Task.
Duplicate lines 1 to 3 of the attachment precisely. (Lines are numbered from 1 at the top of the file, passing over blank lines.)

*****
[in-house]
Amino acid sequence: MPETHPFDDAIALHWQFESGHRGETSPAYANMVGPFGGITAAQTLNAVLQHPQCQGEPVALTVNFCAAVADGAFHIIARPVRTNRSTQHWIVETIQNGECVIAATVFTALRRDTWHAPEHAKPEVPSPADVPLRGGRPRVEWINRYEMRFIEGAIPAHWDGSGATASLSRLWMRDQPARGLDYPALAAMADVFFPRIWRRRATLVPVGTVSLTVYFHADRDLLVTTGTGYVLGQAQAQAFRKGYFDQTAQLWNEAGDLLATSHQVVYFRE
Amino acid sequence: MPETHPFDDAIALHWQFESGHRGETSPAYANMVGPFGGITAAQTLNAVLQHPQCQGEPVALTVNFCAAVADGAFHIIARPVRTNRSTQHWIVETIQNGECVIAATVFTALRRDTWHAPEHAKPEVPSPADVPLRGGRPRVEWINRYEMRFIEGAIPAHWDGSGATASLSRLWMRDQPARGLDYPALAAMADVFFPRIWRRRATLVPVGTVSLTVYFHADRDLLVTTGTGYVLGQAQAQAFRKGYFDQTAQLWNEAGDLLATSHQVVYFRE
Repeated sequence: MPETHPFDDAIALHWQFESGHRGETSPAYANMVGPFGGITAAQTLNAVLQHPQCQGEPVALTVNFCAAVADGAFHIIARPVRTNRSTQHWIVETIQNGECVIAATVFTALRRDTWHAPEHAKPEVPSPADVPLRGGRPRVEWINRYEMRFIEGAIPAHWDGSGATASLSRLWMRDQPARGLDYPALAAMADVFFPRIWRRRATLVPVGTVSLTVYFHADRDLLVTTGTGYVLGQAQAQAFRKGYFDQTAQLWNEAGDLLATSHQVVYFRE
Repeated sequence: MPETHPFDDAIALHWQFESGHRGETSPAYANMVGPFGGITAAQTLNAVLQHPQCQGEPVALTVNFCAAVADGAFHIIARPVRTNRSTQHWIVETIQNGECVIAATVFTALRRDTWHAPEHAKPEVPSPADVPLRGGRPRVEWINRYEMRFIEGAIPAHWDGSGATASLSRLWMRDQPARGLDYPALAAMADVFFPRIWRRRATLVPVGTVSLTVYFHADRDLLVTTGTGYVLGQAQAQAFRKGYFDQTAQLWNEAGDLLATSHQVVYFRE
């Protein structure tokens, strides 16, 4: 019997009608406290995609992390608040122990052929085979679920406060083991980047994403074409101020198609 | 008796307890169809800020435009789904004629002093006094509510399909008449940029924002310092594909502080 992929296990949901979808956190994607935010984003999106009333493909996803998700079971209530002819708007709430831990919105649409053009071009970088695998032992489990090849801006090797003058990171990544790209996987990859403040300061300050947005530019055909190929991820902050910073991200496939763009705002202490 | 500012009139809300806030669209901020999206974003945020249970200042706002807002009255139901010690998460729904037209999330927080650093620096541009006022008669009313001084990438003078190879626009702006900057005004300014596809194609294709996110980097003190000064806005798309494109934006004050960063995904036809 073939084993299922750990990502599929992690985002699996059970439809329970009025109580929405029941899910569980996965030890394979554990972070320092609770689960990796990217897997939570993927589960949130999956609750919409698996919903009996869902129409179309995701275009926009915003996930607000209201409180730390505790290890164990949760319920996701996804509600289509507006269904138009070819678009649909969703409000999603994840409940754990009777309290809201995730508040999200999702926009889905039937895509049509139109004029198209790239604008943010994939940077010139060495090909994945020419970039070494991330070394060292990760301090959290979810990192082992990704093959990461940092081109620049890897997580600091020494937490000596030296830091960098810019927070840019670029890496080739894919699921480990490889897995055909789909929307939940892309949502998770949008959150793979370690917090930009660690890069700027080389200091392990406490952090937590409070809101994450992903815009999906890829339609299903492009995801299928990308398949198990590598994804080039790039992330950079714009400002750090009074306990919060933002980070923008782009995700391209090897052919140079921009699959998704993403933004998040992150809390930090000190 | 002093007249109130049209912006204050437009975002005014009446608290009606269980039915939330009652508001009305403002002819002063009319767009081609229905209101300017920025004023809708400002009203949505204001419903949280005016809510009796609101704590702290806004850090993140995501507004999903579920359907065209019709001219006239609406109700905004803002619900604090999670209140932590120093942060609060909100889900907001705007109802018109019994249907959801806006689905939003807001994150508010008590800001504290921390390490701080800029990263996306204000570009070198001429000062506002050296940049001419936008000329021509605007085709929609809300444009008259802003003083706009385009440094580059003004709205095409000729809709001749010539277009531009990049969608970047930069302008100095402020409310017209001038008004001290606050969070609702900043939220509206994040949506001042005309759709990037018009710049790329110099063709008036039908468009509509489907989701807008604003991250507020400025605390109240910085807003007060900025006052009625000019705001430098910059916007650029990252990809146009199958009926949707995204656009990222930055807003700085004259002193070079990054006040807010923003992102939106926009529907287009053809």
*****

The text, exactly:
[in-house]
Amino acid sequence: MPETHPFDDAIALHWQFESGHRGETSPAYANMVGPFGGITAAQTLNAVLQHPQCQGEPVALTVNFCAAVADGAFHIIARPVRTNRSTQHWIVETIQNGECVIAATVFTALRRDTWHAPEHAKPEVPSPADVPLRGGRPRVEWINRYEMRFIEGAIPAHWDGSGATASLSRLWMRDQPARGLDYPALAAMADVFFPRIWRRRATLVPVGTVSLTVYFHADRDLLVTTGTGYVLGQAQAQAFRKGYFDQTAQLWNEAGDLLATSHQVVYFRE
Amino acid sequence: MPETHPFDDAIALHWQFESGHRGETSPAYANMVGPFGGITAAQTLNAVLQHPQCQGEPVALTVNFCAAVADGAFHIIARPVRTNRSTQHWIVETIQNGECVIAATVFTALRRDTWHAPEHAKPEVPSPADVPLRGGRPRVEWINRYEMRFIEGAIPAHWDGSGATASLSRLWMRDQPARGLDYPALAAMADVFFPRIWRRRATLVPVGTVSLTVYFHADRDLLVTTGTGYVLGQAQAQAFRKGYFDQTAQLWNEAGDLLATSHQVVYFRE